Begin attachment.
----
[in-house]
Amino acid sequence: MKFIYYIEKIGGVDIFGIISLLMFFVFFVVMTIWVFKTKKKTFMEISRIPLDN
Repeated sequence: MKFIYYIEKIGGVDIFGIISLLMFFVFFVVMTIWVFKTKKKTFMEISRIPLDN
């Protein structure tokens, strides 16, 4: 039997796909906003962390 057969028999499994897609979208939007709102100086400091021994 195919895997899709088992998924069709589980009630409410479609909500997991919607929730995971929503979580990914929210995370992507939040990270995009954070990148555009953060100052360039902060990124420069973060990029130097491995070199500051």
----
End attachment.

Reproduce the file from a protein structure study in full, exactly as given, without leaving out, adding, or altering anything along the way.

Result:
[in-house]
Amino acid sequence: MKFIYYIEKIGGVDIFGIISLLMFFVFFVVMTIWVFKTKKKTFMEISRIPLDN
Repeated sequence: MKFIYYIEKIGGVDIFGIISLLMFFVFFVVMTIWVFKTKKKTFMEISRIPLDN
């Protein structure tokens, strides 16, 4: 039997796909906003962390 057969028999499994897609979208939007709102100086400091021994 195919895997899709088992998924069709589980009630409410479609909500997991919607929730995971929503979580990914929210995370992507939040990270995009954070990148555009953060100052360039902060990124420069973060990029130097491995070199500051």